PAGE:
Diet and breast cancer
Dietary patterns and breast cancer risk among women.
Breast cancer is the most common type of cancer in women worldwide. Several studies have examined the role of single nutrients and food groups in breast cancer pathogenesis but fewer investigations have addressed the role of dietary patterns. Our main objective was to identify the relationship between major dietary patterns and breast cancer risk among Iranian women.
Hospital-based case-control study.
Shohada Teaching Hospital, Tehran, Iran.
Overall, 100 female patients aged 30-65 years with breast cancer and 174 female hospital controls were included in the present study. Dietary intake was assessed using a valid and reliable semi-quantitative FFQ consisting of 168 food items.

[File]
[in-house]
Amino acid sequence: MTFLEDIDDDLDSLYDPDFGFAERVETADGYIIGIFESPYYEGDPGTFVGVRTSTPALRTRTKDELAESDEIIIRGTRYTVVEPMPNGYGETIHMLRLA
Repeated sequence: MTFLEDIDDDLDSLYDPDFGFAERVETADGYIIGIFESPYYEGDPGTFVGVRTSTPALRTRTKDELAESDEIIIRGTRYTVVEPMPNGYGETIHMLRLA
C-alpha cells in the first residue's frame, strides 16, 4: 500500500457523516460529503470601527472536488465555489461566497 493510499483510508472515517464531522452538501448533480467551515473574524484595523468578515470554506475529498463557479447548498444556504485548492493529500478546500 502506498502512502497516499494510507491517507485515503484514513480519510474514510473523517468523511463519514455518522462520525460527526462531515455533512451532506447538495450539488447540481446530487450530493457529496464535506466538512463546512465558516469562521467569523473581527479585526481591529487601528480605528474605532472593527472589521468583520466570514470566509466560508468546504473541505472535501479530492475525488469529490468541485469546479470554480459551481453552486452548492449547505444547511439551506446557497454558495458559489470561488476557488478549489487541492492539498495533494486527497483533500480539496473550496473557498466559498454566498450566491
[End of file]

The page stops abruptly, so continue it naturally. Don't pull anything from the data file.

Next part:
Two dietary patterns were identified explaining 24·31 % of dietary variation in the study population. The ‘healthy’ food pattern was characterized by the consumption of vegetables, fruits, low-fat dairy products, legumes, olive and vegetable oils, fish, condiments, organ meat, poultry, pickles, soya and whole grains; while the ‘unhealthy’ food pattern was characterized by the consumption of soft drinks, sugars, tea and coffee, French fries and potato chips, salt, sweets and desserts, hydrogenated fats, nuts, industrial juice, refined grains, and red and processed meat. Compared with the lowest tertile, women in the highest tertile of the ‘healthy’ dietary pattern score had 75 % decreased risk of breast cancer (OR = 0·25, 95 % CI 0·08, 0·78), whereas women in the highest tertile of the ‘unhealthy’ dietary pattern had a significantly increased breast cancer risk (OR = 7·78, 95 % CI 2·31, 26·22).
A healthy dietary pattern may be negatively associated with breast cancer risk, while an unhealthy dietary pattern is likely to increase the risk among Iranian women